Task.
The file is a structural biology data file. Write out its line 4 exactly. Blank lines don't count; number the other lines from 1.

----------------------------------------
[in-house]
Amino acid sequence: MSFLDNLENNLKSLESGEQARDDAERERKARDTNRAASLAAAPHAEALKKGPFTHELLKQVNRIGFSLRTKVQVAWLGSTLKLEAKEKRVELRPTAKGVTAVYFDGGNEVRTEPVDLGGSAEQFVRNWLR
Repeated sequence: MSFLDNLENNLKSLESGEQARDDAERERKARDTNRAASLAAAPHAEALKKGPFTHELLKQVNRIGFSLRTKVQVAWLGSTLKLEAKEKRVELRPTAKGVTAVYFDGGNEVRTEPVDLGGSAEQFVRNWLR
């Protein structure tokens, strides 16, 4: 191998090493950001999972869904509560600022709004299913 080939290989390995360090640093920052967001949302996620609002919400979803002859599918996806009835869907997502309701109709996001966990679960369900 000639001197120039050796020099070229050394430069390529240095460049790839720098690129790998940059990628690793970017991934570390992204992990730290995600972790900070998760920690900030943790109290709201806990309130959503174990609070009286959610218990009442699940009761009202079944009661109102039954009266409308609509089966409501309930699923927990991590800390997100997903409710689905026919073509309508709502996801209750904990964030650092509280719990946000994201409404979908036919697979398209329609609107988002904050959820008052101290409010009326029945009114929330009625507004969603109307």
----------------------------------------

């Protein structure tokens, strides 16, 4: 191998090493950001999972869904509560600022709004299913 080939290989390995360090640093920052967001949302996620609002919400979803002859599918996806009835869907997502309701109709996001966990679960369900 000639001197120039050796020099070229050394430069390529240095460049790839720098690129790998940059990628690793970017991934570390992204992990730290995600972790900070998760920690900030943790109290709201806990309130959503174990609070009286959610218990009442699940009761009202079944009661109102039954009266409308609509089966409501309930699923927990991590800390997100997903409710689905026919073509309508709502996801209750904990964030650092509280719990946000994201409404979908036919697979398209329609609107988002904050959820008052101290409010009326029945009114929330009625507004969603109307």